Deborah Hill Cone
Friday 5th December 2003
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But its subsidiary, Australian Finance Direct (AFD), is at the centre of a storm of controversy on the other side of the Tasman after handing out millions of dollars in high-interest loans to naive seminar attendees to cover the $A4000-55,000 fee to attend Kaye's events, which promised to turn them into property tycoons.
Hanover chief executive Kerry Finnigan was on his way to Australia at press time yesterday, presumably to sort out the mess.
Hanover spokesman Klaus Sorensen maintained the would -be millionaires would still pay back the AFD loans despite Kaye's companies, National Investment Institute and the Empower Group, being placed in receivership.
"The money was lent to individuals rather than Henry Kaye and people have an obligation to pay them off ... AFD shouldn't be made to take responsibility for investment decisions made by borrowers," Sorensen said.
Most loans were for about $10,000, Sorensen said. He could not give a figure for how much Hanover stood to lose in total if the seminar borrowers defaulted but others have estimated the loans total $A10 million.
"In retrospect, AFD would have preferred not to have got involved," Sorensen said.
Kaye's companies went belly up after months of legal battles with regulatory authorities and this week it was estimated the amount owed by the companies could top $A81 million.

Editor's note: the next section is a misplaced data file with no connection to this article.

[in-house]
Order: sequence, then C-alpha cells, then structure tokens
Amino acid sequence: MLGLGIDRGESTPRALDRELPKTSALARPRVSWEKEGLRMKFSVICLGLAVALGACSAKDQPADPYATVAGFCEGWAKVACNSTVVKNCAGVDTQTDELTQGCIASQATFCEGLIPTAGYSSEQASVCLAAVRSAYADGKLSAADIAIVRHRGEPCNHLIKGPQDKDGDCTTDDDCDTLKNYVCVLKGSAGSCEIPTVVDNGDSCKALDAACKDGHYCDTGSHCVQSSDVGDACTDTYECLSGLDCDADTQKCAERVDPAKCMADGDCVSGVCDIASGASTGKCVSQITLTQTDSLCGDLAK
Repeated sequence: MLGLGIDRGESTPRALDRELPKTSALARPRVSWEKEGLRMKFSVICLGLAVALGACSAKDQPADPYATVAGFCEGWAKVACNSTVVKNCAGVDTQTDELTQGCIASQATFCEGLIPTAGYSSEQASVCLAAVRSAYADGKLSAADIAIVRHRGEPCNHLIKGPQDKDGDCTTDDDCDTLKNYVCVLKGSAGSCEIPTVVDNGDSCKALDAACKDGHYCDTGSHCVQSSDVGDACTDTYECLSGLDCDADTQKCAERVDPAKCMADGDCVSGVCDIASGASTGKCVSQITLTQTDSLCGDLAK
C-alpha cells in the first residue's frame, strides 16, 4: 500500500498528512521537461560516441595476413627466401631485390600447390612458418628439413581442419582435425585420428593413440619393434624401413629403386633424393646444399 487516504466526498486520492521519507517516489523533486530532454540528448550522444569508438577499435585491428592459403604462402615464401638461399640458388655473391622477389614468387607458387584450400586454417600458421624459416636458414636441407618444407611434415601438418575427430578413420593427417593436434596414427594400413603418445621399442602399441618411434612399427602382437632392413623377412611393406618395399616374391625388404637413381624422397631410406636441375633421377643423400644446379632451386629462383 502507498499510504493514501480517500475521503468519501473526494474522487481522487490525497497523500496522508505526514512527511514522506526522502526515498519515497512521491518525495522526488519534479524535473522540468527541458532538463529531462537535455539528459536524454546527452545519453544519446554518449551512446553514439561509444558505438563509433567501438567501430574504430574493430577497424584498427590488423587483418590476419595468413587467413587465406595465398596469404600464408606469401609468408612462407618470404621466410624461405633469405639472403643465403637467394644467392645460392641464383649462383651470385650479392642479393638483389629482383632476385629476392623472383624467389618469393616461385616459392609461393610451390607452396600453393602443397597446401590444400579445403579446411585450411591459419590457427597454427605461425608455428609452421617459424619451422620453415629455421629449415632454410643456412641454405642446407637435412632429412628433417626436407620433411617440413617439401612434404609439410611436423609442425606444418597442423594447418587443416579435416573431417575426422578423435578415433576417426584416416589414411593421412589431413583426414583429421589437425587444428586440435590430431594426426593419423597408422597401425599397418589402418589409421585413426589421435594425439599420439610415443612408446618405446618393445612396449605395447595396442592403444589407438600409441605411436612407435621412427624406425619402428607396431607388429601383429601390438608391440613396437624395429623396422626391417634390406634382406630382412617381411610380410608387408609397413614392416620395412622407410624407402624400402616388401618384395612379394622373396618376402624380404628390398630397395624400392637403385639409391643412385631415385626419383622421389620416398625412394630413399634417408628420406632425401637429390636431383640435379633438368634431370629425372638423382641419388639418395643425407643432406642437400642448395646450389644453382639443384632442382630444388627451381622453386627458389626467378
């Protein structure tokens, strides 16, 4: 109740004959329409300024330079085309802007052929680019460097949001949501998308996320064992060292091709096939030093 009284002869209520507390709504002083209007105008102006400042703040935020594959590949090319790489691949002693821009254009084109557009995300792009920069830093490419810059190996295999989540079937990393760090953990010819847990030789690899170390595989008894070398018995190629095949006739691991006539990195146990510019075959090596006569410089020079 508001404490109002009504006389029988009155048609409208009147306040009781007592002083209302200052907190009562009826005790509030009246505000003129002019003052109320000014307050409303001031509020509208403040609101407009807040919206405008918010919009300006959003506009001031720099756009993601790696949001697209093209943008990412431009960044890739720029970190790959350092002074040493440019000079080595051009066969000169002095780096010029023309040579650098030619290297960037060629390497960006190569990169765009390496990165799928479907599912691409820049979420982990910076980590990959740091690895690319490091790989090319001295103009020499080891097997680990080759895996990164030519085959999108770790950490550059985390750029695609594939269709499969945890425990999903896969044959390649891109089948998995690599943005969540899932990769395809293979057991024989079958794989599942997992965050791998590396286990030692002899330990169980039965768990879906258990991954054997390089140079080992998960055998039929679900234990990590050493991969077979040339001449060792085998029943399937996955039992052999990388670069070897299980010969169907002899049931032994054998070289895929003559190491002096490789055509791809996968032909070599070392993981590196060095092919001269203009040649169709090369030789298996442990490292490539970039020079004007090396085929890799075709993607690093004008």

Australian Finance Direct has also been embroiled in some legal scraps.
It is being pursued by the Ministry of Consumer Affairs for allegedly not disclosing the real rate of interest charged on the loans.
Sorensen said those proceedings had been set aside to be heard in February and the company maintained it had not broken any laws.
Meanwhile, disgruntled borrowers have applied to be heard at local disputes tribunals as they argue they should not be held liable for the loans.
AFD is a wholly owned subsidiary of Hanover Group, which is 50-50 owned by property developer Mark Hotchin and London-based investor Eric Watson.
Financial sources said there had been some conflict between the two shareholders, which led to Watson stepping back from any involvement in the company now run by Mr Hotchin. Watson takes a sleeping partner role and does not sit on the board.
Hotchin has trumpeted the financial performance of one Hanover subsidiary, Elders Finance, which made a $24 million after-tax profit in the year to June 2002 but has refused to release financial statements for the group.
Last year The National Business Review revealed the complex web of related-party transactions and intercompany loans between subsidiaries in the Hanover Group, which made it difficult to assess the true financial health of the company.
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